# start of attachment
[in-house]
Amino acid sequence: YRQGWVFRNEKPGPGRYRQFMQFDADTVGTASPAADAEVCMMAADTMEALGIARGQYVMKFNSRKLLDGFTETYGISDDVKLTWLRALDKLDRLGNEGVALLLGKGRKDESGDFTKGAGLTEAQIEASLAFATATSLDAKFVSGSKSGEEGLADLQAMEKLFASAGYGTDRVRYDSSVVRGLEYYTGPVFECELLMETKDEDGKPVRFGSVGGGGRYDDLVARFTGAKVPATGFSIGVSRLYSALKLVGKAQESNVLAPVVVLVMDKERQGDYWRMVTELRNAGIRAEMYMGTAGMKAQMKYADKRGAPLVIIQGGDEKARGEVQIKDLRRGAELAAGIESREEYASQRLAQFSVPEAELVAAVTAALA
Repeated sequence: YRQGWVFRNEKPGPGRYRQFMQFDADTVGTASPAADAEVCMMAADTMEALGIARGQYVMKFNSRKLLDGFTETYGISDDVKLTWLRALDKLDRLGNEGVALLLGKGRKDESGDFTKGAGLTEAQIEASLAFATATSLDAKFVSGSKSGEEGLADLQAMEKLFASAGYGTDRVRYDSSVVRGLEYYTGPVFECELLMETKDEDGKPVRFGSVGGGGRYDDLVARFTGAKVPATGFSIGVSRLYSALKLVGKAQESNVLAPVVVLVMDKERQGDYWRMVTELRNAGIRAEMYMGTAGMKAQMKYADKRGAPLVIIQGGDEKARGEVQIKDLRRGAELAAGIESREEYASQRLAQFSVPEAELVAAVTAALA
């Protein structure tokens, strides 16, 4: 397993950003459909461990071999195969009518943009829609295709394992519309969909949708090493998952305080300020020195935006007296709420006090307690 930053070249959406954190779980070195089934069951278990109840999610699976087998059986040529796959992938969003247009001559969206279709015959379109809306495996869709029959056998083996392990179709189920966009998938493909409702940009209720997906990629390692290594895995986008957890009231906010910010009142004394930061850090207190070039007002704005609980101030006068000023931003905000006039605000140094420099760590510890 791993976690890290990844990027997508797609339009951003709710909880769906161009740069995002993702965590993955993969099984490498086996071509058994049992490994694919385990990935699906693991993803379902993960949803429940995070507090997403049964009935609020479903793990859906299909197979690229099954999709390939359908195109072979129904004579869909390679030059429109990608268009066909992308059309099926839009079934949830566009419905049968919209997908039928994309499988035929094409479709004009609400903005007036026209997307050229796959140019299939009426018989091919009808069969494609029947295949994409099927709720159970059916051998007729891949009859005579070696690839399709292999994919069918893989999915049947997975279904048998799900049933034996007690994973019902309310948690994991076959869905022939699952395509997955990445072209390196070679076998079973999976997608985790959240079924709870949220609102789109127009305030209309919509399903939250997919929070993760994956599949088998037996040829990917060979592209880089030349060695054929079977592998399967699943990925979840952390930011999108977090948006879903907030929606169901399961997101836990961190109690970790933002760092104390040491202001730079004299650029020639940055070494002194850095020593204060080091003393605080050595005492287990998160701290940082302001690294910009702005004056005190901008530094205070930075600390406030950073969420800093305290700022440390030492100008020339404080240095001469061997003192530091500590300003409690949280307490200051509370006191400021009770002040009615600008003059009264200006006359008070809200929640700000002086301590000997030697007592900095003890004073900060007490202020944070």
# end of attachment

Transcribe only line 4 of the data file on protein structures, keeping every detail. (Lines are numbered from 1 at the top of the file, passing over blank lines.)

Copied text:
């Protein structure tokens, strides 16, 4: 397993950003459909461990071999195969009518943009829609295709394992519309969909949708090493998952305080300020020195935006007296709420006090307690 930053070249959406954190779980070195089934069951278990109840999610699976087998059986040529796959992938969003247009001559969206279709015959379109809306495996869709029959056998083996392990179709189920966009998938493909409702940009209720997906990629390692290594895995986008957890009231906010910010009142004394930061850090207190070039007002704005609980101030006068000023931003905000006039605000140094420099760590510890 791993976690890290990844990027997508797609339009951003709710909880769906161009740069995002993702965590993955993969099984490498086996071509058994049992490994694919385990990935699906693991993803379902993960949803429940995070507090997403049964009935609020479903793990859906299909197979690229099954999709390939359908195109072979129904004579869909390679030059429109990608268009066909992308059309099926839009079934949830566009419905049968919209997908039928994309499988035929094409479709004009609400903005007036026209997307050229796959140019299939009426018989091919009808069969494609029947295949994409099927709720159970059916051998007729891949009859005579070696690839399709292999994919069918893989999915049947997975279904048998799900049933034996007690994973019902309310948690994991076959869905022939699952395509997955990445072209390196070679076998079973999976997608985790959240079924709870949220609102789109127009305030209309919509399903939250997919929070993760994956599949088998037996040829990917060979592209880089030349060695054929079977592998399967699943990925979840952390930011999108977090948006879903907030929606169901399961997101836990961190109690970790933002760092104390040491202001730079004299650029020639940055070494002194850095020593204060080091003393605080050595005492287990998160701290940082302001690294910009702005004056005190901008530094205070930075600390406030950073969420800093305290700022440390030492100008020339404080240095001469061997003192530091500590300003409690949280307490200051509370006191400021009770002040009615600008003059009264200006006359008070809200929640700000002086301590000997030697007592900095003890004073900060007490202020944070």